updated 7/25/2007 5:36:00 PM ET 2007-07-25T21:36:00

General Electric Co., a longtime target of environmentalists that is working to bolster its "green" image, launched a credit card Wednesday that gives users a chance to offset their greenhouse-gas emissions.

The new card, the GE Money Earth Rewards Platinum MasterCard, is being marketed as the nation's first to offer customers "rewards" that can go toward carbon emissions credits rather than more common perks such as cash-back payouts or airline miles.

A joint venture between GE and electric power company AES Corp. will use the credits to pay for projects that reduce greenhouse-gas emissions. (GE is the parent company of NBC/Universal, which is a partner in the joint venture that operates MSNBC.com.)

Both the card and the joint venture are part of GE's "Ecomagination" initiative, which the Fairfield, Conn.-based conglomerate launched two years ago to boost sales of environmentally friendly technology and cut carbon emissions.

During an event at The New York Academy of Sciences, GE executives said the card gives consumers an easy way to reduce their impact on the environment. But they stressed it should be seen as a "first step" toward a more ecologically conscious lifestyle.

"We don't want anyone to think this a 'get out of jail free' card," said Lorraine Bolsinger, vice president, GE ecomagination.

Card users will be able to automatically contribute up to 1 percent of their purchases toward emissions offsets. Customers will have the choice to donate all of their rewards or receive half in cash.

Credits redeemable each Earth Day
Rewards will accrue over the course of the year and can be redeemed for emissions credits each Earth Day, April 22. There will be no limit on the amount of credits customers can earn.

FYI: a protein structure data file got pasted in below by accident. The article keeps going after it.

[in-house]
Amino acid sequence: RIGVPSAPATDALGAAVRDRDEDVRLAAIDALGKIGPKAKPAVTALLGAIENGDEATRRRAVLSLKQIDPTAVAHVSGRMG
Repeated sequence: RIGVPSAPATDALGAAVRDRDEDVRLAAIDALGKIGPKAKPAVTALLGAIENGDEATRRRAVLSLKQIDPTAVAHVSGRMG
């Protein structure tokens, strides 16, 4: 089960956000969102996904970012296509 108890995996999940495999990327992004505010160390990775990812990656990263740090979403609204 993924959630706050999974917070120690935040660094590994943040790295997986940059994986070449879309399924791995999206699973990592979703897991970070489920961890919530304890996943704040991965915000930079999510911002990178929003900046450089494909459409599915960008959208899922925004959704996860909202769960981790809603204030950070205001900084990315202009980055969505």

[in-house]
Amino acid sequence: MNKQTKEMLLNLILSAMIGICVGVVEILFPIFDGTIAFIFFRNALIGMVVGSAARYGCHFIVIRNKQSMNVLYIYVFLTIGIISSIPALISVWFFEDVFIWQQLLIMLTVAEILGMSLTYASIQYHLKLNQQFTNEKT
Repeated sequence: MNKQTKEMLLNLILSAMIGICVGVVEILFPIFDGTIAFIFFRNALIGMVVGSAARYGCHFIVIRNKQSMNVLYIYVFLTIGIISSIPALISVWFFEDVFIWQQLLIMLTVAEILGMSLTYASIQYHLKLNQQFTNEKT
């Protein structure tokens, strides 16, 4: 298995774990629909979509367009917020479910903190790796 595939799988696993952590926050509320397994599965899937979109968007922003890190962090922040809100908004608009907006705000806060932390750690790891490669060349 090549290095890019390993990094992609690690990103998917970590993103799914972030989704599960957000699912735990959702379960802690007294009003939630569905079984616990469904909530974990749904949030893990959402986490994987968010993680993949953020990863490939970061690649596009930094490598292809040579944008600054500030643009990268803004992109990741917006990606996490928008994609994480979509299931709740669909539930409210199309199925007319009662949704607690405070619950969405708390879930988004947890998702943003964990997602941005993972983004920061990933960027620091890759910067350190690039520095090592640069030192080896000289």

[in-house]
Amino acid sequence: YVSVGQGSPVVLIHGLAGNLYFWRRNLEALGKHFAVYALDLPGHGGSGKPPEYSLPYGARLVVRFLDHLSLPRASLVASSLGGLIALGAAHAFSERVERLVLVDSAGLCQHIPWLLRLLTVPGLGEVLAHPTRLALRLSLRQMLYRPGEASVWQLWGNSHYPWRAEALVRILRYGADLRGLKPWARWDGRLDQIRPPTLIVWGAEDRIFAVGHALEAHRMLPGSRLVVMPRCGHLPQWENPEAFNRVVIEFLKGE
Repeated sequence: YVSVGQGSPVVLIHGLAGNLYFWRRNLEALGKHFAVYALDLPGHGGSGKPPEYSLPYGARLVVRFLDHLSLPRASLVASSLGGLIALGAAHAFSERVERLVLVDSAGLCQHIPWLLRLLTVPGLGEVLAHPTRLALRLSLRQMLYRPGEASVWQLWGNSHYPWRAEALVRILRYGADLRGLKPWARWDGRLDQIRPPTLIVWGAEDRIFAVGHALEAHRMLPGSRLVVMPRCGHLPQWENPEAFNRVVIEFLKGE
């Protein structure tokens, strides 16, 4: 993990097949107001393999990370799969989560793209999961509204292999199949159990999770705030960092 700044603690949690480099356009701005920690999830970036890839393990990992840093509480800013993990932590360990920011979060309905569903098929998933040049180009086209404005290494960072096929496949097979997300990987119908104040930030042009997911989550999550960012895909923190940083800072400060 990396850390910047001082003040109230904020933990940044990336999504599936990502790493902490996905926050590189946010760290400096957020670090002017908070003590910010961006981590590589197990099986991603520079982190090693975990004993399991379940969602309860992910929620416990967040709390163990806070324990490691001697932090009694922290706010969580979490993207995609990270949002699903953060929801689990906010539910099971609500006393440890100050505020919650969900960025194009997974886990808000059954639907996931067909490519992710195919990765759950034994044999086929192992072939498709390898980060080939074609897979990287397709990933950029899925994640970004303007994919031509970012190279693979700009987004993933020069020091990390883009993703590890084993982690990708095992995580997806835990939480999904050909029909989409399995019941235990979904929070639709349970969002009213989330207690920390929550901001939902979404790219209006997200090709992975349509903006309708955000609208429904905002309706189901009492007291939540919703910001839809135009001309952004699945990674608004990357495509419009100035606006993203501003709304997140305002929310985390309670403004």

GE estimated that a customer who charges $25 would receive enough credit to offset the impact of running a typical refrigerator for a month, for example. Consumers would have to charge $750 per month each month to make up for the direct emissions they produce in a year.

The credits will be bought from GE AES Greenhouse Gas Services, a joint venture between AES and a division of GE which provides financing to energy companies. Greenhouse Gas Services is aiming to get rid of 10 million metric tons of greenhouse gases — which it says equals the emissions of 1.8 million cars — annually by 2010.

The joint venture will initially focus on capturing and removing methane gas from coal mines and landfills. A third party will verify the offsets, which must be used for projects that go beyond legal obligations or general industry practice. Greenhouse Gas Services will pay the verification costs.

"It sets a very high bar of quality we hope people will embrace," said Kevin Walsh, managing director for renewable energy at GE Energy Financial Services.

Other approaches abroad
Hans Verolme, director of World Wildlife Fund's global climate change program, said carbon-offset programs are useful in raising consumers' awareness about greenhouse-gas emissions.

But he said that capturing methane, as GE and AES plan to do, amounts to going after "low-hanging fruit" because it does not meet more stringent guidelines established by the WWF and other non-governmental organizations.

Netherlands-based Rabobank recently introduced a credit card in conjunction with the WWF that is based around this "gold standard." Barclays Bank PLC, a British bank, earlier this month launched a credit card of its own aimed at fighting climate change.

GE introduced its new card on the same day the U.S. Forest Service and the nonprofit National Forest Foundation announced a plan to let individuals or groups make charitable contributions to offset their carbon dioxide emissions. The money will be used to plant trees and do other work to improve national forests.

Bank of America Corp., the nation's largest retail bank, is planning to introduce an "eco-friendly" credit card soon. That card will let customers contribute to greenhouse gas reduction projects based on how much money they spend.

Copyright 2007 The Associated Press. All rights reserved. This material may not be published, broadcast, rewritten or redistributed.

Discuss:

Discussion comments

,

Most active discussions

  1. votes comments
  2. votes comments
  3. votes comments
  4. votes comments